Marriott hotel proposal goes before design board, moves forward in Hershey

Local

Some Hershey residents want Derry Township leaders to “check out” of the hotel business.

But a proposal for an 84-room Towneplace Suites by Marriott on West Chocolate Avenue in Hershey, is one step closer to being formally adopted.

Residents joined developers of that proposed project at a Downtown Core Design Board meeting

Monday evening, where board members made a recommendation to move forward with the demolition of six homes on West Chocolate Avenue, and build the new hotel.

The six continuous homes sit on a plot of land less than an acre in combined size.

Developers believe the hotel would provide industry and needed rooms for Hershey, but residents are upset the construction of a new hotel right there would affect traffic, parking and the feel of their town.

“[Visitors] are coming in to see a small charming town that looks like a movie set, they don’t want to see the hotel-ification of the township,” said resident, Teresa Peschl. “Houses like these are really valuable because they allow people who are not rich to move into the township.”

The project is being proposed by Bear Creek Hershey Hotel II, the same company that constructed a Courtyard by Marriott in Hershey previously.

Lawyer for the developer, David Getz, said the homes cannot adequately be reused and don’t fit in with the brand.

“These homes are just a little more than 1,000 square feet, which doesnt give you much room to adaptively reuse them,” said Getz. “They’re old and they’re worn, they’re kind of functionally obsolete.”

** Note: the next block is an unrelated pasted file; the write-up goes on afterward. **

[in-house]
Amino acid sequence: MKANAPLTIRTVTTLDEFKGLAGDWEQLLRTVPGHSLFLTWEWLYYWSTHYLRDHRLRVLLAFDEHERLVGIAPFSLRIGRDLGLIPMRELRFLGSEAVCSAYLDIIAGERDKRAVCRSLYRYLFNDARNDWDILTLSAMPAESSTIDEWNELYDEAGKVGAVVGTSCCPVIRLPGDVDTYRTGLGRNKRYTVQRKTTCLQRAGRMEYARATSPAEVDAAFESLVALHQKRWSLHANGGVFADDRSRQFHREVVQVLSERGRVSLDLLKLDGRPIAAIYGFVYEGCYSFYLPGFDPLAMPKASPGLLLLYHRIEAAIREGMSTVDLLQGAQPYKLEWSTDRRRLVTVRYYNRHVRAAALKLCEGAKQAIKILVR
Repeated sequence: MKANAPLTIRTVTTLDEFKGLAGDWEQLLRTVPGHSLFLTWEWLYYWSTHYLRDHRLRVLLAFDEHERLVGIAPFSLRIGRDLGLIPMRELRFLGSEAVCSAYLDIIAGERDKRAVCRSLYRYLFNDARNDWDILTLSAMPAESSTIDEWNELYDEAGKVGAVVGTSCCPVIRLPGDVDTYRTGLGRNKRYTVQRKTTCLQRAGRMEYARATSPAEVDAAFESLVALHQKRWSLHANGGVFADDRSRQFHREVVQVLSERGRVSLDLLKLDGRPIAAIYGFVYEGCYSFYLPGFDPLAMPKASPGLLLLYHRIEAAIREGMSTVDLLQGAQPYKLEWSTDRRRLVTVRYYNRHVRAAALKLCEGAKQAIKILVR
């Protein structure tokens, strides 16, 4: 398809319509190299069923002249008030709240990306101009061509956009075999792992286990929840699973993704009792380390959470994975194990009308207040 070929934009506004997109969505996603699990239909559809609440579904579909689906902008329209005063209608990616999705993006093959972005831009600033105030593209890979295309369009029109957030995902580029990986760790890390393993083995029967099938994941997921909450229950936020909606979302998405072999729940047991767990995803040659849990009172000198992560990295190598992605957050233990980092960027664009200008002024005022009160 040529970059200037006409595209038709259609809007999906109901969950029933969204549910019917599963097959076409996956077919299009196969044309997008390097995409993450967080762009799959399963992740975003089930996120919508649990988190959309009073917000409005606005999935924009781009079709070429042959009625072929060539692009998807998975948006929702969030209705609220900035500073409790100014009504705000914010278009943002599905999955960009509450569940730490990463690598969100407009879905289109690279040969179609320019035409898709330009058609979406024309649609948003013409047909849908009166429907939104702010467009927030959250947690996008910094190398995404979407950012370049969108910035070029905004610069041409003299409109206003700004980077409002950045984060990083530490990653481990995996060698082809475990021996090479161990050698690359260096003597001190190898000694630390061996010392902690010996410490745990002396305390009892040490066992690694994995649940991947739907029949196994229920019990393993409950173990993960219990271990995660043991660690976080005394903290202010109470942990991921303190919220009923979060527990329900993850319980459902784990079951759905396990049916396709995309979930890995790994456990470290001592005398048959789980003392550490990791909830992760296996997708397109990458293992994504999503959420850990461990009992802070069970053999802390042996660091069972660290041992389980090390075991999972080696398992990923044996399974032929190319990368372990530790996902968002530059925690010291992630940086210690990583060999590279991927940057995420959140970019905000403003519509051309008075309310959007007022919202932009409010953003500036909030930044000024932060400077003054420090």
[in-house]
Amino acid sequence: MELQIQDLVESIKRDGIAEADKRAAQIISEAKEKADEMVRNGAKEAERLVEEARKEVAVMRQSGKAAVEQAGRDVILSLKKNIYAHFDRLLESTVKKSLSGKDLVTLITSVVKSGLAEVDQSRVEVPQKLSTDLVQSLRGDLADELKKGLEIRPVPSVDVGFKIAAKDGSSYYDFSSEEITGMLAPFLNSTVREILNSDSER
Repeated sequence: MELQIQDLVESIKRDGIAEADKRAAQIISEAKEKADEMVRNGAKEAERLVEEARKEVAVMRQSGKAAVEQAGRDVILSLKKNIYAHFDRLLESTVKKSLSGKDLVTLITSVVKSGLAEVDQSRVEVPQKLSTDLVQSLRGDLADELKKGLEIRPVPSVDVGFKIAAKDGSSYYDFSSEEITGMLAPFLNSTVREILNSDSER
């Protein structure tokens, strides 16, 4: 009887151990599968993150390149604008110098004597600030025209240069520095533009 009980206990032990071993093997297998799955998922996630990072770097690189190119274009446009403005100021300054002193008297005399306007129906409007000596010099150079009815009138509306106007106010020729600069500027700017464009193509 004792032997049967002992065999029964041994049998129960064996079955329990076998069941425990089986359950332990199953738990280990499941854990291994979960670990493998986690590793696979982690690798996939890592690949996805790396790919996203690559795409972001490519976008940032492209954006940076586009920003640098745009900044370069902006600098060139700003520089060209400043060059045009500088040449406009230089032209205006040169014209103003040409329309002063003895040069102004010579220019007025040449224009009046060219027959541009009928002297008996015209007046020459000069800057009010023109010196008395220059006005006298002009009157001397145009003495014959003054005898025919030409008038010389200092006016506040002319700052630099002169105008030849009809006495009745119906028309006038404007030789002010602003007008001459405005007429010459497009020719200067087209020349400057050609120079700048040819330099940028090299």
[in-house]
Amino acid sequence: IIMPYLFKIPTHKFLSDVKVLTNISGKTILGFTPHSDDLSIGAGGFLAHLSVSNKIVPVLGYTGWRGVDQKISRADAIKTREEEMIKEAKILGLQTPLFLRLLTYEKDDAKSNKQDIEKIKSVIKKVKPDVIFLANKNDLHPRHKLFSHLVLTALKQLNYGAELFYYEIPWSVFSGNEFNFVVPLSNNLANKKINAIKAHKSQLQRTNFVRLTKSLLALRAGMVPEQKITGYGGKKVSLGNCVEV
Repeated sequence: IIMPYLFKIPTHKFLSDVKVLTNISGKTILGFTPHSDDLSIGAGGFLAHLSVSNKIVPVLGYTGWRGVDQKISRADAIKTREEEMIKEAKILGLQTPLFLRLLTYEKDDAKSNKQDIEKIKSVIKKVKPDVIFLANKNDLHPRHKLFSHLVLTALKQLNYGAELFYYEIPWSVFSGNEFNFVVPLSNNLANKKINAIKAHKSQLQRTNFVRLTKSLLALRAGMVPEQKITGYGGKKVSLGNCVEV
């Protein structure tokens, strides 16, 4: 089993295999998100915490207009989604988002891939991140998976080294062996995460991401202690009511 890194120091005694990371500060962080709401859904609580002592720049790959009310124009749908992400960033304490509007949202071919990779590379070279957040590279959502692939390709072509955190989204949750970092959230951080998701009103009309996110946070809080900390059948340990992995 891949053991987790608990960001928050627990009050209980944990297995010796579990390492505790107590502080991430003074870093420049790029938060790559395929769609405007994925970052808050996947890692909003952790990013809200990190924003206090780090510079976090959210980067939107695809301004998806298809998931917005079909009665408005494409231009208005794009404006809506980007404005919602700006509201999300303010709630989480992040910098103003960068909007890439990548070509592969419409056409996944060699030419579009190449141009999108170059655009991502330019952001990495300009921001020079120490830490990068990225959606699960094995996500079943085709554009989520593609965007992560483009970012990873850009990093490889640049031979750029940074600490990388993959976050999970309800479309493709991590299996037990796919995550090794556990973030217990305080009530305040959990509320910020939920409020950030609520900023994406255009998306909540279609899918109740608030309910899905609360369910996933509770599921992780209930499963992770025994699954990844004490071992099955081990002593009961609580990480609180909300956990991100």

The proposal was previously approved by zoning and planning, but Justin Engle who sits on the design board (and is also a township supervisor) said he didn’t know the proposal had gone before the commission.

Monday, the design board’s role was to decide if the proposed hotel, at 60 feet tall and with a rear parking lot, fits the historic fit and feel of Hershey, then make a recommendation to township supervisors.

“It’s not maybe the first thing we want the tourists or even the community members to see when they come into our town,” said Chris Painter, an insurance agent who owns the building directly next to the property in question.

Painter said he welcomes growth but is concerned not enough people know what’s being proposed.

“Anytime something’s not really transparent and they try to make it go through quietly, it makes you ask a lot more questions, and you wonder about the appropriateness of the project,” he said.

One woman who rents one of the homes that could be demolished, only learned of the hotel plans last week. She has two kids and a mom to worry about.

“It’s depressing,” said Tina Watts. “It’s been ripped out of your chest…we’ve lived here about a year…it’s just heartbreaking.”

Other residents expressed concerns about an increase in rerouted hotel traffic through back streets and alleyways that would affect the calm of the neighborhood.

The feeling among many is that the project is too big and too tall for the plot of land the developers want to use.

The proposal will go before township supervisors in December; it needs their approval to be formally adopted.

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